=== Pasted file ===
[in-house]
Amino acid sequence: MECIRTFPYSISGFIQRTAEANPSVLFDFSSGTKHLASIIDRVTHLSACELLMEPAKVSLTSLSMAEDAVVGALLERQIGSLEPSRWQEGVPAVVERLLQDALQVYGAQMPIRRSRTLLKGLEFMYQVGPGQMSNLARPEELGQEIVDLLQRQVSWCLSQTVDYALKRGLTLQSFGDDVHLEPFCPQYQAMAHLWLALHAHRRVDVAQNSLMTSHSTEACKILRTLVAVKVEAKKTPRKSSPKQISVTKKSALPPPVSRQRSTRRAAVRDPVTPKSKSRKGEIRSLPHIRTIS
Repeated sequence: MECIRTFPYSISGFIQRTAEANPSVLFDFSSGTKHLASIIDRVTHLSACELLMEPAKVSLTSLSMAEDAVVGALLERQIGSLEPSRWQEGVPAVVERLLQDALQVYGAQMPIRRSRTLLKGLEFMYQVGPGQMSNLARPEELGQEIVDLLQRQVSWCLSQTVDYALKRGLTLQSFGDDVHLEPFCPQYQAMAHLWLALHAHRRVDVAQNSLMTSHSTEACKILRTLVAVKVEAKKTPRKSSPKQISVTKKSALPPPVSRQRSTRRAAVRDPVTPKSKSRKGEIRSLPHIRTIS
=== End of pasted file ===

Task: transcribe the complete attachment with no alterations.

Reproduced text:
[in-house]
Amino acid sequence: MECIRTFPYSISGFIQRTAEANPSVLFDFSSGTKHLASIIDRVTHLSACELLMEPAKVSLTSLSMAEDAVVGALLERQIGSLEPSRWQEGVPAVVERLLQDALQVYGAQMPIRRSRTLLKGLEFMYQVGPGQMSNLARPEELGQEIVDLLQRQVSWCLSQTVDYALKRGLTLQSFGDDVHLEPFCPQYQAMAHLWLALHAHRRVDVAQNSLMTSHSTEACKILRTLVAVKVEAKKTPRKSSPKQISVTKKSALPPPVSRQRSTRRAAVRDPVTPKSKSRKGEIRSLPHIRTIS
Repeated sequence: MECIRTFPYSISGFIQRTAEANPSVLFDFSSGTKHLASIIDRVTHLSACELLMEPAKVSLTSLSMAEDAVVGALLERQIGSLEPSRWQEGVPAVVERLLQDALQVYGAQMPIRRSRTLLKGLEFMYQVGPGQMSNLARPEELGQEIVDLLQRQVSWCLSQTVDYALKRGLTLQSFGDDVHLEPFCPQYQAMAHLWLALHAHRRVDVAQNSLMTSHSTEACKILRTLVAVKVEAKKTPRKSSPKQISVTKKSALPPPVSRQRSTRRAAVRDPVTPKSKSRKGEIRSLPHIRTIS